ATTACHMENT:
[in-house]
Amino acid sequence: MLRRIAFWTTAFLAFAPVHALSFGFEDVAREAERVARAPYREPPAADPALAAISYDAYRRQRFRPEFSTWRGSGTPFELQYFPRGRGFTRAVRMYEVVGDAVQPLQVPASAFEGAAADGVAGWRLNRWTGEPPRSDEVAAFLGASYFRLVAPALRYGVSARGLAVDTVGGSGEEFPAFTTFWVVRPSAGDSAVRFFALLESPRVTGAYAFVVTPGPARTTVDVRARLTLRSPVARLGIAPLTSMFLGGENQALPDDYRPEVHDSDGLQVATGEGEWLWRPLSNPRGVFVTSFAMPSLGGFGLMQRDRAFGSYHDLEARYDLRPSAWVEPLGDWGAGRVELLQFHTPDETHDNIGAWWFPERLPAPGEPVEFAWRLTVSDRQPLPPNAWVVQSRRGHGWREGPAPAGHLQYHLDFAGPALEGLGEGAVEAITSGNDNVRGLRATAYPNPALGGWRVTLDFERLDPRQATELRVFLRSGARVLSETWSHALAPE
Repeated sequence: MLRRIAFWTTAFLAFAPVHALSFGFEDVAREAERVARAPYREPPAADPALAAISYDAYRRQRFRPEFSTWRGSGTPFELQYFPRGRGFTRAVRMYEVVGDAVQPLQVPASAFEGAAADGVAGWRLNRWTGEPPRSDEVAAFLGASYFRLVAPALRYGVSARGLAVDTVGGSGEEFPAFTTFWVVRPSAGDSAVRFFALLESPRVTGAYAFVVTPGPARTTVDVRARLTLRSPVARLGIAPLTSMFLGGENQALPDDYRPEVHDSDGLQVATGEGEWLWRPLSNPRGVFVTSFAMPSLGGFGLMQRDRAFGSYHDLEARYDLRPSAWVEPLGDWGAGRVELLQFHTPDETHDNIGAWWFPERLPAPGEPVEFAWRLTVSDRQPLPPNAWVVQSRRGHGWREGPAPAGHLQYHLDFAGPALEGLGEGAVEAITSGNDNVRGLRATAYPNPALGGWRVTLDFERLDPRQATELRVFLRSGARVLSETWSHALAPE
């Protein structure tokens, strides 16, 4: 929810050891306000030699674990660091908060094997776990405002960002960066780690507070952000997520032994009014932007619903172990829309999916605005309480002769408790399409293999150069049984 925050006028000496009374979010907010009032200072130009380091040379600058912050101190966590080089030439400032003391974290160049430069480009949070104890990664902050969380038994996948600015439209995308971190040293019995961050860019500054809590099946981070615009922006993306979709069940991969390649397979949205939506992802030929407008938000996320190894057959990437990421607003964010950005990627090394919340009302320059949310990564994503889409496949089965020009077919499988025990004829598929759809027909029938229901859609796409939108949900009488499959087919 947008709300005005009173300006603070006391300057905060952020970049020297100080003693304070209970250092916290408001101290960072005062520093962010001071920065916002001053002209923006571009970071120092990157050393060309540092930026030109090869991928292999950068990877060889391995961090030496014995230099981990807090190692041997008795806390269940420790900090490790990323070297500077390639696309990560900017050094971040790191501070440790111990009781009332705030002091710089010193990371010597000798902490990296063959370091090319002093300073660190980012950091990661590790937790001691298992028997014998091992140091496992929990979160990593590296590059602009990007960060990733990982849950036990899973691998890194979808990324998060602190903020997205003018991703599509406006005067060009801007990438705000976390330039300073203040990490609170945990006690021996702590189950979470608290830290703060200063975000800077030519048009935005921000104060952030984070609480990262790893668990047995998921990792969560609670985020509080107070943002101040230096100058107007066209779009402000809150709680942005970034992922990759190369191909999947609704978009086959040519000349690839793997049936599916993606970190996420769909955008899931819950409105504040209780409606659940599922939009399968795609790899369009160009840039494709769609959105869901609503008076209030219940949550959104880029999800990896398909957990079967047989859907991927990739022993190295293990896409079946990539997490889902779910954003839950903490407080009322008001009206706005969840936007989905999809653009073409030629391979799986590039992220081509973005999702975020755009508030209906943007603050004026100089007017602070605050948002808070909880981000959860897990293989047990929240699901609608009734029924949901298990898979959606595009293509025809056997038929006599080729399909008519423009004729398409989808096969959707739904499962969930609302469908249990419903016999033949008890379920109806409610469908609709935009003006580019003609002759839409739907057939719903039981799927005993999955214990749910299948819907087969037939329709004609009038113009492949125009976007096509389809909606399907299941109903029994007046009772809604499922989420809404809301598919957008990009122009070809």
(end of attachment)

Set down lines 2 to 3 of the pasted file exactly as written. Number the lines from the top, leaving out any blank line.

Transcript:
Amino acid sequence: MLRRIAFWTTAFLAFAPVHALSFGFEDVAREAERVARAPYREPPAADPALAAISYDAYRRQRFRPEFSTWRGSGTPFELQYFPRGRGFTRAVRMYEVVGDAVQPLQVPASAFEGAAADGVAGWRLNRWTGEPPRSDEVAAFLGASYFRLVAPALRYGVSARGLAVDTVGGSGEEFPAFTTFWVVRPSAGDSAVRFFALLESPRVTGAYAFVVTPGPARTTVDVRARLTLRSPVARLGIAPLTSMFLGGENQALPDDYRPEVHDSDGLQVATGEGEWLWRPLSNPRGVFVTSFAMPSLGGFGLMQRDRAFGSYHDLEARYDLRPSAWVEPLGDWGAGRVELLQFHTPDETHDNIGAWWFPERLPAPGEPVEFAWRLTVSDRQPLPPNAWVVQSRRGHGWREGPAPAGHLQYHLDFAGPALEGLGEGAVEAITSGNDNVRGLRATAYPNPALGGWRVTLDFERLDPRQATELRVFLRSGARVLSETWSHALAPE
Repeated sequence: MLRRIAFWTTAFLAFAPVHALSFGFEDVAREAERVARAPYREPPAADPALAAISYDAYRRQRFRPEFSTWRGSGTPFELQYFPRGRGFTRAVRMYEVVGDAVQPLQVPASAFEGAAADGVAGWRLNRWTGEPPRSDEVAAFLGASYFRLVAPALRYGVSARGLAVDTVGGSGEEFPAFTTFWVVRPSAGDSAVRFFALLESPRVTGAYAFVVTPGPARTTVDVRARLTLRSPVARLGIAPLTSMFLGGENQALPDDYRPEVHDSDGLQVATGEGEWLWRPLSNPRGVFVTSFAMPSLGGFGLMQRDRAFGSYHDLEARYDLRPSAWVEPLGDWGAGRVELLQFHTPDETHDNIGAWWFPERLPAPGEPVEFAWRLTVSDRQPLPPNAWVVQSRRGHGWREGPAPAGHLQYHLDFAGPALEGLGEGAVEAITSGNDNVRGLRATAYPNPALGGWRVTLDFERLDPRQATELRVFLRSGARVLSETWSHALAPE